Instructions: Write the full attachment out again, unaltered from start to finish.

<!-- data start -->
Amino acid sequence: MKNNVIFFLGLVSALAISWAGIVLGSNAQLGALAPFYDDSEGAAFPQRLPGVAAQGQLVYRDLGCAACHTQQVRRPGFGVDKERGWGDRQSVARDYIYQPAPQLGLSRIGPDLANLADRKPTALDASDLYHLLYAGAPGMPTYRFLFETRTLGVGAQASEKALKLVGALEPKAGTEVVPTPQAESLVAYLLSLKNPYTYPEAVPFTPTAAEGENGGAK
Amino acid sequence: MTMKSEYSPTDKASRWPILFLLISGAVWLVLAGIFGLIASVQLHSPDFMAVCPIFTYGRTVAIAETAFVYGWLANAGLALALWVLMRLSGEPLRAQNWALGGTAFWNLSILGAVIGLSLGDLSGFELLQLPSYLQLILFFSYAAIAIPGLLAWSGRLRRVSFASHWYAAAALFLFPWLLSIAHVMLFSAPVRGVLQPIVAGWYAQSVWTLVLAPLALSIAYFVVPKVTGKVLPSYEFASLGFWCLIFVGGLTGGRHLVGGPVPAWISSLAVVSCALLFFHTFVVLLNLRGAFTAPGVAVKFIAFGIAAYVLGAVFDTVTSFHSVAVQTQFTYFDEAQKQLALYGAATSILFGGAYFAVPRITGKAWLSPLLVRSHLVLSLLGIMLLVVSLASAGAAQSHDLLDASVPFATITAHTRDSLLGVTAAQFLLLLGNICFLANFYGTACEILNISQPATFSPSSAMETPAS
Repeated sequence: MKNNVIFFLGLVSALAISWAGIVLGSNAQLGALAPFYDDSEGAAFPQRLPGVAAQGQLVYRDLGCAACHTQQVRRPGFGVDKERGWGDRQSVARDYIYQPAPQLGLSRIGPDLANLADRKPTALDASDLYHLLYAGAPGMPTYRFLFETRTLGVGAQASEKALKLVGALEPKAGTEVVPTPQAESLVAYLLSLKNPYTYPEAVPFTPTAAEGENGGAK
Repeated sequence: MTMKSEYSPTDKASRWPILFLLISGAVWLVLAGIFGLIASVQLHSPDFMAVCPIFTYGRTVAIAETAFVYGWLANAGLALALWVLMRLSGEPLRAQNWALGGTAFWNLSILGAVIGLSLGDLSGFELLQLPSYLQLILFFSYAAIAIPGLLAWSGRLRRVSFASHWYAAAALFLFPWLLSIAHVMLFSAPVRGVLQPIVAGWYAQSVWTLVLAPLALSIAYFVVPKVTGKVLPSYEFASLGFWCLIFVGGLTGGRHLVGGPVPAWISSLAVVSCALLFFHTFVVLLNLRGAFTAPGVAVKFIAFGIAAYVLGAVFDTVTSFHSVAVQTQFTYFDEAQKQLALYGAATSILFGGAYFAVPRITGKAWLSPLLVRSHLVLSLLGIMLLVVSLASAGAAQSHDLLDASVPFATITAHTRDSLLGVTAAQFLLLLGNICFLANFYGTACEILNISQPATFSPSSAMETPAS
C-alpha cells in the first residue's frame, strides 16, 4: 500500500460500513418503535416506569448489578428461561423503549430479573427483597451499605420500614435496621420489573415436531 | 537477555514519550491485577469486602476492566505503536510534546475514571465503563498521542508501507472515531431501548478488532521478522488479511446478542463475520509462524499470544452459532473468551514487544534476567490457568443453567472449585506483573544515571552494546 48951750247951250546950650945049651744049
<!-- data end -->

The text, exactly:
Amino acid sequence: MKNNVIFFLGLVSALAISWAGIVLGSNAQLGALAPFYDDSEGAAFPQRLPGVAAQGQLVYRDLGCAACHTQQVRRPGFGVDKERGWGDRQSVARDYIYQPAPQLGLSRIGPDLANLADRKPTALDASDLYHLLYAGAPGMPTYRFLFETRTLGVGAQASEKALKLVGALEPKAGTEVVPTPQAESLVAYLLSLKNPYTYPEAVPFTPTAAEGENGGAK
Amino acid sequence: MTMKSEYSPTDKASRWPILFLLISGAVWLVLAGIFGLIASVQLHSPDFMAVCPIFTYGRTVAIAETAFVYGWLANAGLALALWVLMRLSGEPLRAQNWALGGTAFWNLSILGAVIGLSLGDLSGFELLQLPSYLQLILFFSYAAIAIPGLLAWSGRLRRVSFASHWYAAAALFLFPWLLSIAHVMLFSAPVRGVLQPIVAGWYAQSVWTLVLAPLALSIAYFVVPKVTGKVLPSYEFASLGFWCLIFVGGLTGGRHLVGGPVPAWISSLAVVSCALLFFHTFVVLLNLRGAFTAPGVAVKFIAFGIAAYVLGAVFDTVTSFHSVAVQTQFTYFDEAQKQLALYGAATSILFGGAYFAVPRITGKAWLSPLLVRSHLVLSLLGIMLLVVSLASAGAAQSHDLLDASVPFATITAHTRDSLLGVTAAQFLLLLGNICFLANFYGTACEILNISQPATFSPSSAMETPAS
Repeated sequence: MKNNVIFFLGLVSALAISWAGIVLGSNAQLGALAPFYDDSEGAAFPQRLPGVAAQGQLVYRDLGCAACHTQQVRRPGFGVDKERGWGDRQSVARDYIYQPAPQLGLSRIGPDLANLADRKPTALDASDLYHLLYAGAPGMPTYRFLFETRTLGVGAQASEKALKLVGALEPKAGTEVVPTPQAESLVAYLLSLKNPYTYPEAVPFTPTAAEGENGGAK
Repeated sequence: MTMKSEYSPTDKASRWPILFLLISGAVWLVLAGIFGLIASVQLHSPDFMAVCPIFTYGRTVAIAETAFVYGWLANAGLALALWVLMRLSGEPLRAQNWALGGTAFWNLSILGAVIGLSLGDLSGFELLQLPSYLQLILFFSYAAIAIPGLLAWSGRLRRVSFASHWYAAAALFLFPWLLSIAHVMLFSAPVRGVLQPIVAGWYAQSVWTLVLAPLALSIAYFVVPKVTGKVLPSYEFASLGFWCLIFVGGLTGGRHLVGGPVPAWISSLAVVSCALLFFHTFVVLLNLRGAFTAPGVAVKFIAFGIAAYVLGAVFDTVTSFHSVAVQTQFTYFDEAQKQLALYGAATSILFGGAYFAVPRITGKAWLSPLLVRSHLVLSLLGIMLLVVSLASAGAAQSHDLLDASVPFATITAHTRDSLLGVTAAQFLLLLGNICFLANFYGTACEILNISQPATFSPSSAMETPAS
C-alpha cells in the first residue's frame, strides 16, 4: 500500500460500513418503535416506569448489578428461561423503549430479573427483597451499605420500614435496621420489573415436531 | 537477555514519550491485577469486602476492566505503536510534546475514571465503563498521542508501507472515531431501548478488532521478522488479511446478542463475520509462524499470544452459532473468551514487544534476567490457568443453567472449585506483573544515571552494546 48951750247951250546950650945049651744049